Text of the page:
Foragers Journey through Spanish woods



On our trip to Spain, we were taken out by micologist and forester Gionata Spazzi who here gives us an account of our findings…

We see things differently when we open our eyes

We see things differently when we open our eyes

Phallus inpudicus

The day was blessed by the finest spring sunshine. After a slide show introduction on the secretive and surprising world of forest fungi at breakfast table we set off guided by Seb and Lydia down by the river walk. Here  a fragment of ancient Asturian  Forest still thrives. The fungi forager would hope to find here at this time of the year morels  and oyster mushrooms. It looked promising for oyster mushrooms as we spotted a number of fallen poplar trees. Oyster mushroom is a saprophytic species which decomposes freshly fallen trees and has a liking for poplar and willow. But it was not to be .We still found a good healthy selection of spring species of fungi such as


Pluteus cervinus,

Trametes versicolor

, Phallus inpudicus, Poliporus squamosus, Ganoderma applanatum none which of culinary interest.


Ganoderma applanatum

Pluteus cervinus

Our foraging attention turned quickly to an abundance of wild herbs at their best and most tender stage for picking:


Forage for food in the woods

Forage for food in the woods

Wild garlic, dandelion, wild aniseed, wild fennel, greater plantain, nettle, chickweed, nasturtium.


With  baskets full of wild herbs we meandered out of the river woodland through lush farm fields and old farm buildings. Back at Posada del Valle, energised  and inspired by the walk  a group of us volunteered as chefs team  to transform our natures gift into a culinary treasure. The result was a most enjoyable tasty and refreshing meal which included a taste of the sea from the previous day sea forage.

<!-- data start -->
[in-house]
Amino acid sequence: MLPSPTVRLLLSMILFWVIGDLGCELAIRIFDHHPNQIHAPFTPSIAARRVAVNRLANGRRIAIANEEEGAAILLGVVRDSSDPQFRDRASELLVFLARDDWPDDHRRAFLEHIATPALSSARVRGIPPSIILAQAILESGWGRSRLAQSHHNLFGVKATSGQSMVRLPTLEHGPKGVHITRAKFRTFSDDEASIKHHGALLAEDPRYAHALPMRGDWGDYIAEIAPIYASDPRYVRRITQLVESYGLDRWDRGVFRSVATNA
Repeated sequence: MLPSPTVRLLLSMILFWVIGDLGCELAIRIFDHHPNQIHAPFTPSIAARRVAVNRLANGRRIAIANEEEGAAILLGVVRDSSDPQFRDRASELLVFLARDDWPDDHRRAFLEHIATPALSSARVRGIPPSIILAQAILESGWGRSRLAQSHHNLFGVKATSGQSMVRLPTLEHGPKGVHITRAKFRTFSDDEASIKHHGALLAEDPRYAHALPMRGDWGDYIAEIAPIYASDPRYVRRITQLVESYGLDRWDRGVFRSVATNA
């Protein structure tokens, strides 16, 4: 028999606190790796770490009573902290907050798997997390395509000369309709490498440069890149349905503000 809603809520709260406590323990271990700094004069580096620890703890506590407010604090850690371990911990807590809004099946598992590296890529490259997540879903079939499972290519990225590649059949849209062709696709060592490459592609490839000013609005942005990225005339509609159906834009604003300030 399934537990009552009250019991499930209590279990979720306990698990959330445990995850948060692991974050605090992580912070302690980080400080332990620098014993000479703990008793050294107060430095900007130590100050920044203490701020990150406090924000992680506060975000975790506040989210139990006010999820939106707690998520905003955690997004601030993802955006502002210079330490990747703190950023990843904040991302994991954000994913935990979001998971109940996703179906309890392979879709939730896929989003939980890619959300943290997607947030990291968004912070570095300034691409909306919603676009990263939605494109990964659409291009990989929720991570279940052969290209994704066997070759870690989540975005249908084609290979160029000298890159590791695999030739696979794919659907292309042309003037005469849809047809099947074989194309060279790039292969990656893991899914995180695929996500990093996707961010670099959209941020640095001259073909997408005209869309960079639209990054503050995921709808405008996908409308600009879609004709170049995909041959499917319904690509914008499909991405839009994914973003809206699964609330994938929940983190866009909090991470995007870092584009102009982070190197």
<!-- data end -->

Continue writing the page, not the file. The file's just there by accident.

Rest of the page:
Wild garlic pesto

Wild garlic pesto

-wild herbs soufflé: light and full of flavour

-wild garlic pesto: rich and nourishing

-a dandelion, wild fennel and garden letforaged mealtuce fresh salad with seaweed crisps…..

rare find

rare find




We are all looking forward to continue sharing the wild feast harvest experience (and much more) with our German, Dutch, Spanish and Hungarian Future of Food partners during our return autumn meeting in Ireland for a taste of our clean ocean, lush meadows and thriving green forests




This entry was posted in 3rd Meeting, Growing & Collecting, Irish Partner on by .

About Fionnuala

Fionnuala Collins works at East Clare Community Co-operative and is the Irish co-ordinator for this project. A philosophy graduate, she has furthered her studies with Community Development practice and Youth and Community work. Fionnuala is interested in how food can build partnerships and communities, especially in the act of sharing nutritious meals as a form of celebration. She is interested in why food poverty exists, and if there are really foods and diet lifestyles that either boost or destroy health. Fionnuala thinks The future of food partnership will bring together many aspects of community development practice and sustainable food production and sharing. Furthermore through sharing ideas, research and learning on what is the right direction for the future of food we might learn if there is a sustainable and health enhancing diet for the here and now.

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